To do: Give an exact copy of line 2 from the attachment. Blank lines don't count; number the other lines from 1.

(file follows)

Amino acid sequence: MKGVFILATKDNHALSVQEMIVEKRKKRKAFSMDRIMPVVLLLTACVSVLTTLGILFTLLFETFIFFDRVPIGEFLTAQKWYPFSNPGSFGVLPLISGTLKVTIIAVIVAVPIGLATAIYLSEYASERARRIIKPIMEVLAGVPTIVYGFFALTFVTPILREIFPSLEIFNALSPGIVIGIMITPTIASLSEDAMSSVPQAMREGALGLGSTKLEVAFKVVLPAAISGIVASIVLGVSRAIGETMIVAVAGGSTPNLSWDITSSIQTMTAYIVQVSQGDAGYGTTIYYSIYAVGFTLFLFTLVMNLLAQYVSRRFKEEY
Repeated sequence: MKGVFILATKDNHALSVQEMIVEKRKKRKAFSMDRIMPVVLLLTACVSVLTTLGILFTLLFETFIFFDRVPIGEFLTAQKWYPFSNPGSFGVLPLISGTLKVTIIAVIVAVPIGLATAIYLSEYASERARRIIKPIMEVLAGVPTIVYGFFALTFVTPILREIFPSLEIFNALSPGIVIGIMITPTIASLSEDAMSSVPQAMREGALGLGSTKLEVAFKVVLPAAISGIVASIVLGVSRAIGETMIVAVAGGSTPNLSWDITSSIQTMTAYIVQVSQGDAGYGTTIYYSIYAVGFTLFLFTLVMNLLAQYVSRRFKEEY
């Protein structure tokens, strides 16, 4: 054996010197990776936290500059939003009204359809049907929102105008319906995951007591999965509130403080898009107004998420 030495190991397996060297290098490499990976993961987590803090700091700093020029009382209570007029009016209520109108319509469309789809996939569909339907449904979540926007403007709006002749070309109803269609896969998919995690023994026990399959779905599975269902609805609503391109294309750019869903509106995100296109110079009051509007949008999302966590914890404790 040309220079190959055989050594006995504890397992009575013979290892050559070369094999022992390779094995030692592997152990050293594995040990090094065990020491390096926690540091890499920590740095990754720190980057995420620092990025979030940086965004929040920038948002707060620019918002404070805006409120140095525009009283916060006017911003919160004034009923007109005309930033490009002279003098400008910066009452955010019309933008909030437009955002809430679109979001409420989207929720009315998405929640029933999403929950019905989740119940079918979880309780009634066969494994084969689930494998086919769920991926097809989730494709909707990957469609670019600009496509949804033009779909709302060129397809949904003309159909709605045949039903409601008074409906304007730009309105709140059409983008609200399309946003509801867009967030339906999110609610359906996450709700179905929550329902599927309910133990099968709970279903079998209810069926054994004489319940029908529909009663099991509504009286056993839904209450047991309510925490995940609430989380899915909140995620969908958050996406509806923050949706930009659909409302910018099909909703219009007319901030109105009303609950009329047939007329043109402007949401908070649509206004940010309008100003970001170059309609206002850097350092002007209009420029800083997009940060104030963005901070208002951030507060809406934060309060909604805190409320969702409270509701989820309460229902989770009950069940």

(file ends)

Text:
Repeated sequence: MKGVFILATKDNHALSVQEMIVEKRKKRKAFSMDRIMPVVLLLTACVSVLTTLGILFTLLFETFIFFDRVPIGEFLTAQKWYPFSNPGSFGVLPLISGTLKVTIIAVIVAVPIGLATAIYLSEYASERARRIIKPIMEVLAGVPTIVYGFFALTFVTPILREIFPSLEIFNALSPGIVIGIMITPTIASLSEDAMSSVPQAMREGALGLGSTKLEVAFKVVLPAAISGIVASIVLGVSRAIGETMIVAVAGGSTPNLSWDITSSIQTMTAYIVQVSQGDAGYGTTIYYSIYAVGFTLFLFTLVMNLLAQYVSRRFKEEY